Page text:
The Battle For Consciousness

The Battle For Consciousness

by Roberto Torres Rivera


Publisher Roberto Torres

Published in Science Fiction & Fantasy/Fantasy, Literature & Fiction/Contemporary, Science Fiction & Fantasy, Literature & Fiction

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Book Description

Previously titled A Messiahs Battle For The Human Realm, This is an adventure thriller for seekers of fantasy and alternate realities with real science and metaphisics

Sample Chapter

Jars with mixtures of leaves, stems, and green plant substance filled the shelves of her kitchen. A small table and single chair were all that fit among the many plants Melanie Ashton cared for. Her house, in a secluded part of the island, was also her botanical research lab. Many different species, individually potted and wired with tiny sensors, provided her with data that led to understanding about the information that these plants exchanged, and the ether that carried such information. She called this the bioenergic realm of the plants.

Melanie was always a vivid dreamer, especially after being wired up to her plants. But one night she had a very special dream. In it, an older, wise-looking man with deep, gentle eyes approached her.

“I’m so glad that I found you.”

“Me? What do you want with me?”

“Permission to enter your world.”

“Why do you need my permission?”

“I need a portal,” he said, handing Melanie a scroll. She sat on the ground and opened it, and although the writing was in strange symbols and shapes, she understood and agreed to care for the old man once he entered her world. Weeks after the dream, Melanie began experiencing cramps in her abdomen. Then she started feeling nauseous.

One night while inspecting her breasts, she found them slightly larger and very tender, and then remembered that she had missed her period as well. Confused and unable to explain how she could be pregnant without sex, she requested not to be disturbed because of her special research. Working with the plants was very comforting, and her communication with them and mapping of their bioenergic properties became easier and clearer as her fetus developed. Seven months later she went into labor. She lay on the floor, and with a slight push, she gave birth to a baby girl. The child’s warmth against her breast reminded her of all the information in the scroll, revealing to her that this child was that enlightened man she had met in her dream.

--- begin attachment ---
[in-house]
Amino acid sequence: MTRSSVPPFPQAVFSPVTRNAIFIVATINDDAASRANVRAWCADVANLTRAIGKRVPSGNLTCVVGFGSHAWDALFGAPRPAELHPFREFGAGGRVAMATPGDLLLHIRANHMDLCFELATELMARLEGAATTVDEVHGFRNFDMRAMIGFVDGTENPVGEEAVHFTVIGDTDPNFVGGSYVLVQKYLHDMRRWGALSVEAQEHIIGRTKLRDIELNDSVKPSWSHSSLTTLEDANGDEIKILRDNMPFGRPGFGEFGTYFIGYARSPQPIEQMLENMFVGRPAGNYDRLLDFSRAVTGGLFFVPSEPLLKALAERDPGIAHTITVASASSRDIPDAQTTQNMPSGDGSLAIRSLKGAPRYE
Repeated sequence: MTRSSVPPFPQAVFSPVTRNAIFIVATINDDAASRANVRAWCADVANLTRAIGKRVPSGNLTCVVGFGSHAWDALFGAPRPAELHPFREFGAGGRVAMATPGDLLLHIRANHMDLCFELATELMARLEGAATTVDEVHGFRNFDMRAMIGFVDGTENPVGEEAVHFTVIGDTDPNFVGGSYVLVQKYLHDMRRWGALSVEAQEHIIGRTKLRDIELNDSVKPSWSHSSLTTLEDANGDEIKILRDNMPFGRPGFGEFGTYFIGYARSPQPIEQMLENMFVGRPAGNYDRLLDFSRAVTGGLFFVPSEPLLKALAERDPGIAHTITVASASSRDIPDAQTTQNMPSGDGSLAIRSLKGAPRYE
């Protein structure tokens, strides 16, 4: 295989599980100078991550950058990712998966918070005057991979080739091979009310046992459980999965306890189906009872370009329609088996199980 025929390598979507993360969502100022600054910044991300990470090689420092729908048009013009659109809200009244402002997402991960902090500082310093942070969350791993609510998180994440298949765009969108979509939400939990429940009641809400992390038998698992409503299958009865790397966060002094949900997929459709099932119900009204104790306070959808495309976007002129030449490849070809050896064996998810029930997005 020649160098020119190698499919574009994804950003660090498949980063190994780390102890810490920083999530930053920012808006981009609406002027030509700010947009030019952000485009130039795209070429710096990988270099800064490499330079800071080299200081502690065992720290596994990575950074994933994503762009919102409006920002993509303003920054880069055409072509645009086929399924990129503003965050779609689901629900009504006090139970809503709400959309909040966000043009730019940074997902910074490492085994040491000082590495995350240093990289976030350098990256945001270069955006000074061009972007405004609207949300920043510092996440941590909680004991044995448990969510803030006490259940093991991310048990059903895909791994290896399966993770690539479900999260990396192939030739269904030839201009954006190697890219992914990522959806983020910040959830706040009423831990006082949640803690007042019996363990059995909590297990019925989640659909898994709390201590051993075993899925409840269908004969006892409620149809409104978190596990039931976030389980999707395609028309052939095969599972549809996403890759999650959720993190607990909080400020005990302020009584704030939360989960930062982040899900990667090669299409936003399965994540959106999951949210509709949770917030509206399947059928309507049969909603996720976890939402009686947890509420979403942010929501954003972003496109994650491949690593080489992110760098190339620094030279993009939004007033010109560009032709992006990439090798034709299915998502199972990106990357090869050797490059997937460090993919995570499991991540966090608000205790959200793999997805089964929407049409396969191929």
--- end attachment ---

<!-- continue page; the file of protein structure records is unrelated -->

Within hours, Melanie’s strength and stamina had returned.

We knew by the stars that a special person had arrived, but didn’t know where she was or that she had come with instructions.


I’d already been having a hard enough time maintaining my composure, but now…this was just too much! Clearly, these people were full of shit, so I had to call them out.

“A little girl born without a father?” I asked in a loud and sarcastic tone. Endro reacted by looking at Justin and shaking his head while extending his palms in an I-told-you-so kind of gesture. Justin raised his hand and began to speak.

“She is highly enlightened and is here to help save your world. And yes, she came without a father.”

I stood silent for a moment, digesting what he had just said and trying to imagine the implications. Either these were a bunch of wacko religionistas, or they were the “Thinkers” they claimed to be, and were telling me the truth. Although I was still a little skeptical, I was able to maintain an inquisitive state of mind and listen without interrupting. Justin continued his story about Ashar, again evoking images in my mind.


Melanie carried Ashar wherever she went. By five years of age, Ashar was very familiar with the machines used for transportation. She mastered the control panel of the service vehicle within two minutes. Her little fingers flew over the keyboard and activated all the systems, bringing up maps of the island and all the towns on the screens. For her first five years, she was nurtured by Melanie and tutored by the greatest minds of the island. Then, as the scrolls instructed, she was to travel and learn on her own. She studied maps of the island, noting the many exciting and interesting places, but chose to go to the village of Talvet. And with a command on the keyboard, she was on her way.

When she arrived, she realized that this village was different from any other she had visited before. All the streets had gardens along the center, and the buildings were lined with a cushioned material. Although soft music permeated the air, she could feel the atmosphere was rather tense.

People unable to walk were transported to and fro by others dressed in white on chairs with wheels. These aides also helped others, who were different than anyone she had ever seen.

Some walked freely but with their hands contained inside their jackets.